The prophet Zechariah picks up on this theme of the king’s of Israel riding to their coronation on a donkey, and he says that one day God will provide a king for Zion, which is the name David gave to Jerusalem - one day God will provide a king who will come to Jerusalem in the same way that all the great kings do, riding a donkey, and he will save Israel from her worst enemies. And sure enough, Matthew quotes Zechariah as a way of explaining what Jesus is doing with his ride into Jerusalem:

4 This took place to fulfill what was spoken by the prophet, saying,

5  “Say to the daughter of Zion,

‘Behold, your king is coming to you,

humble, and mounted on a donkey,

on a colt, the foal of a beast of burden.’ ”

So this is all very intentional on the part of Jesus. Jesus couldn’t be more clear. By setting up this ride into Jerusalem, he is declaring himself to be the long awaited king who will save God’s people. Again, this is so unlike Jesus, who has tried up to this point to fly under the radar.
So what happens?

6 The disciples went and did as Jesus had directed them. 7 They brought the donkey and the colt and put on them their cloaks, and he sat on them. 8 Most of the crowd spread their cloaks on the road, and others cut branches from the trees and spread them on the road.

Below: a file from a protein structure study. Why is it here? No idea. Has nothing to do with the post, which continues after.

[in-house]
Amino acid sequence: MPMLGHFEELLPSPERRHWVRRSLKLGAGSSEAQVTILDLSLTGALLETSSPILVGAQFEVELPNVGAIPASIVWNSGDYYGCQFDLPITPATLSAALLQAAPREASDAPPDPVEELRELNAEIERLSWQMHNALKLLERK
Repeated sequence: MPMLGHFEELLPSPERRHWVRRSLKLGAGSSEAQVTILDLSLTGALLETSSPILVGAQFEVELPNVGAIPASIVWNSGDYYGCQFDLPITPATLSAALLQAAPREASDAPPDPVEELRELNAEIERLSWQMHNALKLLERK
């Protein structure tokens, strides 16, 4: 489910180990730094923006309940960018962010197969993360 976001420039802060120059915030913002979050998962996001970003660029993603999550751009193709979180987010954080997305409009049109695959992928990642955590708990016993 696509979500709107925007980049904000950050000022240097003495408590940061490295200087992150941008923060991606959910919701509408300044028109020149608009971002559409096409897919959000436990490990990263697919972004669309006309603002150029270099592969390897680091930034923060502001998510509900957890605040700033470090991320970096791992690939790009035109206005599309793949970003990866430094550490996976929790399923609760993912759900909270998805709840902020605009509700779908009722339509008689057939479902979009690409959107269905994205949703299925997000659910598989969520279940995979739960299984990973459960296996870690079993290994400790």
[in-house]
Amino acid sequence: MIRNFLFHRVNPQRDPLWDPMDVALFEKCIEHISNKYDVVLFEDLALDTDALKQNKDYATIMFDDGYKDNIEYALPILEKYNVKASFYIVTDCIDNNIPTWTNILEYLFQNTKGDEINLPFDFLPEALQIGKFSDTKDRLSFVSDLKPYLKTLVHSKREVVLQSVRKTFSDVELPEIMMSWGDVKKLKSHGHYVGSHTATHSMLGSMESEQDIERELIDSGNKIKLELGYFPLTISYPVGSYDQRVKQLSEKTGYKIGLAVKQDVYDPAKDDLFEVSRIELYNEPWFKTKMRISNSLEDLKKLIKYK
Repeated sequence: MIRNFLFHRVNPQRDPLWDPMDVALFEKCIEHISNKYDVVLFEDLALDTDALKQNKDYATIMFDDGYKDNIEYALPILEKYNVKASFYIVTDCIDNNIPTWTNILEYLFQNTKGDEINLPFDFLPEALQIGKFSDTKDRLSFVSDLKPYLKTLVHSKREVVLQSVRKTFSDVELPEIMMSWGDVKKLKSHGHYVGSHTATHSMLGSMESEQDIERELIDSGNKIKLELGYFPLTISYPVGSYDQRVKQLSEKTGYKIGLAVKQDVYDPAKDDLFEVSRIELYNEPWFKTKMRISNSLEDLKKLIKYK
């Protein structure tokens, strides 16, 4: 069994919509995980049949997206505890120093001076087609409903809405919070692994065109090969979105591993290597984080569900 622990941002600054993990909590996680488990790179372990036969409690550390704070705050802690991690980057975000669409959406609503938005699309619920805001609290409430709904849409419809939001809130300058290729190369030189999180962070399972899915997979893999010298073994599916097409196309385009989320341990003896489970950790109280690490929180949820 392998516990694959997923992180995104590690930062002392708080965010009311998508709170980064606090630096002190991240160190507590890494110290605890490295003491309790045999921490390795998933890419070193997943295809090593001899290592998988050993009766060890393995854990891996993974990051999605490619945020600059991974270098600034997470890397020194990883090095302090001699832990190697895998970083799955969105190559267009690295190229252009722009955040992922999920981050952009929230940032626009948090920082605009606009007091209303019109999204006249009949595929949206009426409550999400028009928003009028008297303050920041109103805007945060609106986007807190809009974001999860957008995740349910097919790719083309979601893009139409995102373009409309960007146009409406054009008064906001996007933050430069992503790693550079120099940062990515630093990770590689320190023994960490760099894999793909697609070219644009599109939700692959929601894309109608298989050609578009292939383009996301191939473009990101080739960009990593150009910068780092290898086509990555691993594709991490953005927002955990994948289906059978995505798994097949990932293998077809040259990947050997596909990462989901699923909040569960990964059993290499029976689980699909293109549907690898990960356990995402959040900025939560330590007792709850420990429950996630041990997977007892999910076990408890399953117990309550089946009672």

So there’s this huge crowd around Jesus, because Jesus has timed this provocative street theater during the Jewish festival of Passover, which we’ll talk about in a second, but large numbers of people would be traveling to Jerusalem to celebrate Passover, and there’s now a huge crowd of pilgrims who are traveling with Jesus to Jerusalem, and they see this performance by Jesus, riding on a donkey, and he’d be the only one riding any sort of animal, because it was custom to walk into Jerusalem on foot for Passover.
So they see this performance by Jesus and what do they do? They buy into it! They think he’s the real deal. They start rolling out the 1st century red carpet! They put down palm branches and their coats and garments, and they start shouting. Verse 9.

9 And the crowds that went before him and that followed him were shouting, “Hosanna to the Son of David! Blessed is he who comes in the name of the Lord! Hosanna in the highest!”